‘Epic Rap Battles’: The Science of Not Giving a F**k
In the spirit of honesty, I have to tell you that I hate parody songs. Growing up, most conversations about music centered on Weird Al and how he was the greatest living musician in the world, if not the universe. During these debates, I remained quiet, silently hating parody while hating my friends for loving it so much. It’s the reason I was hesitant to write about Peter Shukoff (Nice Peter) and Lloyd Ahlquist (EpicLloyd). The problem is this: Shukoff and Ahlquist created “Epic Rap Battles of History,” which I can safely say is the most popular parody YouTube channel in the world.
Shukoff, however, has a different “ERB” genesis story. The YouTube creator explained that he actually never saw Ahlquist’s aforementioned comedy show and was, in fact, holed up at home making YouTube videos. “One day Lloyd came over to my apartment and told me about the show, and the segment that struck me was the rap battle between two famous people,” Shukoff explains. “I set up microphones and we freestyled a battle between Michael J. Fox and Chucky. Not our best work, but we did know right away that there was a very good idea there.”
Looking at Shukoff and Ahlquist, it’s clear that two performers could not be more suited to battle each other week after week. Hell, they can’t even agree on how they met. But that’s the genius behind their collaboration. They are two very different personalities channeling one unified vision, a vision that results in opposition between two historical figures.
If anything, Shukoff and Ahlquist themselves seem to be the ultimate rap-battle pairing. “We work together by listening and learning and making mistakes and trying to own them. We argue for a living, it works,” Shukoff explains.
Shukoff, notoriously warm (hence “Nice Peter), is detailed and thoughtful. In a Reddit AMA, a fan talks about attending Digitour 2012 two days after Shukoff was fired from the event. “I attended in Chicago in 2012 in hopes of meeting you [Shukoff] again (even got VIP to make it happen) and you left the tour like two shows before mine,” the fan writes to Shukoff.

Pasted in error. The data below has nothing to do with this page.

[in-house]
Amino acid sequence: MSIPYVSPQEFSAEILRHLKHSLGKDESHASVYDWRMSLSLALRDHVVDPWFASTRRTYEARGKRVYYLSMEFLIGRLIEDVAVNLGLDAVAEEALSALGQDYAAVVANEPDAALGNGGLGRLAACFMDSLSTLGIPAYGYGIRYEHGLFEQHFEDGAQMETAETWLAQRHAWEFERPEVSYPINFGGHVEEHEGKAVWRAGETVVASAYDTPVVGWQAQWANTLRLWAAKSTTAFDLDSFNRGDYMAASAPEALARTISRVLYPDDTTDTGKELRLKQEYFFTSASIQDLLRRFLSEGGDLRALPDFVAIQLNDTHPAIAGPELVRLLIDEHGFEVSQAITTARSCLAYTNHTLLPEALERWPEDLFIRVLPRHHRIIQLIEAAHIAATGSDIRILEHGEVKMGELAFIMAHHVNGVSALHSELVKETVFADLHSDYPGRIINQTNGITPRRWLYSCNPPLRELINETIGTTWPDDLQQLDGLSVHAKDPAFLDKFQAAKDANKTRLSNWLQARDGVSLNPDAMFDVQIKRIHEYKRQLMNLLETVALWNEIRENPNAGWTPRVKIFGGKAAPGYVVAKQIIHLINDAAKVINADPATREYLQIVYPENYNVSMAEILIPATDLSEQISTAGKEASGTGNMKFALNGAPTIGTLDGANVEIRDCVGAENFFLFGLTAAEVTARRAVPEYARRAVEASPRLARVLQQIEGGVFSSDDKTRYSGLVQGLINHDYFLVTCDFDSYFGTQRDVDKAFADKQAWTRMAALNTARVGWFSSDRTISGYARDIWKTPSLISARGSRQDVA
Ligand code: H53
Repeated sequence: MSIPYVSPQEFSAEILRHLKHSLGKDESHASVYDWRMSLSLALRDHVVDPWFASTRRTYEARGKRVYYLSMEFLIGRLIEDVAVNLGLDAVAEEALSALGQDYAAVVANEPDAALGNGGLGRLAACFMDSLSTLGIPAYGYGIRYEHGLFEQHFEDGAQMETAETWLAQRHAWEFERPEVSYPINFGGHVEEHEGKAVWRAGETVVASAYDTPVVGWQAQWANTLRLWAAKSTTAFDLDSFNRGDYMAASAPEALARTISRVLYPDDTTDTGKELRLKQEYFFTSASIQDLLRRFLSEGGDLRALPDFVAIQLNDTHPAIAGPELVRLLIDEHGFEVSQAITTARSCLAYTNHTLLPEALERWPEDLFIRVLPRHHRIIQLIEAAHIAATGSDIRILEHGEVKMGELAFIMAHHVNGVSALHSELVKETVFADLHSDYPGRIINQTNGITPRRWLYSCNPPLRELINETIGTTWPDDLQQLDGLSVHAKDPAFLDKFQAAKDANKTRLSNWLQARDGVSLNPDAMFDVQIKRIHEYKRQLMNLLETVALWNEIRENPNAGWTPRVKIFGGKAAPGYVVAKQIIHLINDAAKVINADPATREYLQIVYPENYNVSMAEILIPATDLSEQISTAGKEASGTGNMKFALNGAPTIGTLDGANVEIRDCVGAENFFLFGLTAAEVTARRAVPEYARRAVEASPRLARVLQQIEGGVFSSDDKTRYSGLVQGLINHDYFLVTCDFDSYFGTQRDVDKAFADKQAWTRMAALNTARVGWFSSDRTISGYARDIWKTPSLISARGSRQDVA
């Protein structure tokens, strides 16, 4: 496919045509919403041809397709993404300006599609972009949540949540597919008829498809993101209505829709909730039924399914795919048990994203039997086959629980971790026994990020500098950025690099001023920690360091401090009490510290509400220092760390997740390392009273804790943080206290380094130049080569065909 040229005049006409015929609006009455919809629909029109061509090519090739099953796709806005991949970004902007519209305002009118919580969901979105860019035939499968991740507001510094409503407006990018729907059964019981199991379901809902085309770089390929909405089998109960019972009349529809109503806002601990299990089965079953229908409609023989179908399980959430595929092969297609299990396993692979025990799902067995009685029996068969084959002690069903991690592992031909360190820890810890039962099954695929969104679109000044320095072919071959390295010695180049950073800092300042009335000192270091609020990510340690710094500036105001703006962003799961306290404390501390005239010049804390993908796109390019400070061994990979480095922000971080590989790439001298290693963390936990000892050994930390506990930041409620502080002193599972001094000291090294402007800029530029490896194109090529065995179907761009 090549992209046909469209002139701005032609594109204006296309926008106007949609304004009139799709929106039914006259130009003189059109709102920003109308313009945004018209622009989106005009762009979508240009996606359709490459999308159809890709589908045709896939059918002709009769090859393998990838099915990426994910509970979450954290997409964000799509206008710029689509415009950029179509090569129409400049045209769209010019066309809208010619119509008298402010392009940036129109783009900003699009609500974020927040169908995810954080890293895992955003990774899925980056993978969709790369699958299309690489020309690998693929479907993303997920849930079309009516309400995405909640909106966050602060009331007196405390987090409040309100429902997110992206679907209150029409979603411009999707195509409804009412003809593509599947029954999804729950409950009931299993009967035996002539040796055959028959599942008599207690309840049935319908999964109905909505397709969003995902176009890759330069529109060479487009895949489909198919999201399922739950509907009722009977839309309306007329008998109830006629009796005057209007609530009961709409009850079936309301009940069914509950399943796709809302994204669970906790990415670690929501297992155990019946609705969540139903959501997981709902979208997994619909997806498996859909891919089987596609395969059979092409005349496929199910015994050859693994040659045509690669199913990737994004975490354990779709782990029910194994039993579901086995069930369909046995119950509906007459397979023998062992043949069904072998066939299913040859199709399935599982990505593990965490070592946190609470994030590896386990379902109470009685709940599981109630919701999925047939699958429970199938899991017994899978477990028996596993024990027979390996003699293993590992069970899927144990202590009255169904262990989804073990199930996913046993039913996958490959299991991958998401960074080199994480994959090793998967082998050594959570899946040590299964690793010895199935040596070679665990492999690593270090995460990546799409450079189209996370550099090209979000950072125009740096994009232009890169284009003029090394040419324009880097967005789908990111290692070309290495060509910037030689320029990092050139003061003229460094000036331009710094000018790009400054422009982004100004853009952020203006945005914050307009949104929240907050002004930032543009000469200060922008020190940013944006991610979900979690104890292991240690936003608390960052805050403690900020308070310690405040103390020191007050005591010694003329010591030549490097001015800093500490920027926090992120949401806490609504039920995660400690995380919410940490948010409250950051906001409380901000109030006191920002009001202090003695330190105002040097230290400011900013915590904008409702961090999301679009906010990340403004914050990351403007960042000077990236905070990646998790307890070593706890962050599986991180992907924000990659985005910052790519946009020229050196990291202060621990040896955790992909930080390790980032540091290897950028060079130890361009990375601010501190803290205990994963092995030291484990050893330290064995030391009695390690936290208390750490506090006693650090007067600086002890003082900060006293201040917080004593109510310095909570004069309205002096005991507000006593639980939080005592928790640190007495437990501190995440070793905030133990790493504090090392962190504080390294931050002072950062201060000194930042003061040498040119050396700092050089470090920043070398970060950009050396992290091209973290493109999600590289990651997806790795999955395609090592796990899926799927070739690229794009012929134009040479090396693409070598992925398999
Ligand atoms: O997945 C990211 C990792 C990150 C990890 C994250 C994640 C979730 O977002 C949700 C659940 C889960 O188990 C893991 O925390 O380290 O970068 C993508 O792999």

According to a statement released by Shukoff immediately after leaving the tour, his departure was due to creative differences. He explained that the tour was solely “about money,” which led to him leaving.
“I’m sorry that happened. it was just a mess from the start and I was a bit of a mess personally at the time and it all went badly,” Shukoff tells the fan on Reddit. “It makes me very happy to know you’re still interested in the music and seeing another show, and I will try to make it out that way as soon as I can.”
And that’s Shukoff synthesized, brutally transparent and genuinely dedicated to his craft. In an age when YouTube creators are being offered buckets full of cash to endorse Brand X, Shukoff is still deeply opposed to corporate branding.
In the same Reddit session, after being asked if he would ever do a branded rap battle for McDonald’s (McDonald’s has sponsored multiple YouTube creator videos in the past), Shukoff responds: “I don’t think McDonald’s is awesome, I think they make shitty, unhealthy food. If I wrote a rap about Ronald McDonald, I would tear his creepy clown ass so wide open I don’t think McDonald’s would be too happy to work with us.”
But Ahlquist comes from a different school of entertainment. While 24/7 fan interaction on YouTube was sanding off Shukoff’s rough edges, Ahlquist was working at a comedy club, a place where hecklers and drunks take rough edges and sharpen them.
I ask both creators if they ever worry about taking their raps too far. If you’ve never watched an “ERB” battle, they can often border on offensive. In the channel’s season 3 opener — “Hitler vs. Vader 3” — Ahlquist dressed as Hitler spits the following lyrics at Darth Vader:
You call yourself a Dark Lord / you couldn’t even conquer Space Mountain /
you’re just a sad asthmatic robot freak who needs some loving /
well I baked you something / here / pop into my oven.
It’s the kind of joke that’s targeted at an age group that grew up on “South Park” and “Family Guy.” It’s hard to see Millennials taking offense when Hitler, Saddam Hussein, and Osama Bin Laden regularly makes cameos on both animated shows.
Ahlquist says that the “ERB” fanbase would know that the creators were blunting their attacks. “If we held back I think people would sense that and be turned off.”
As for my problem with parody, it’s hard to argue with results. “ERB,” according to its bio, is “the most-viewed format on YouTube on a per-episode basis.” And in the channel’s defense, fictional rap battles between historical figures (Adam vs. Eve, Steve Jobs vs. Bill Gates, etc) don’t necessarily constitute parody.
To dust off Webster’s, parody is defined as “a piece of writing, music, etc., that imitates the style of someone or something else in an amusing way.” But in a less strict sense, “ERB” is creating a world in which problems are settled through rap contests. If anything, Shukoff and Ahlquist are parodying the course of human culture going all the way back to the Garden of Eden.
If God’s first creations had a conflict (I’m told something came up involving an apple), we can all probably agree it didn’t end with Eve telling Adam he had a small d**k, as seen in “ERB’s” “Adam vs. Eve” video.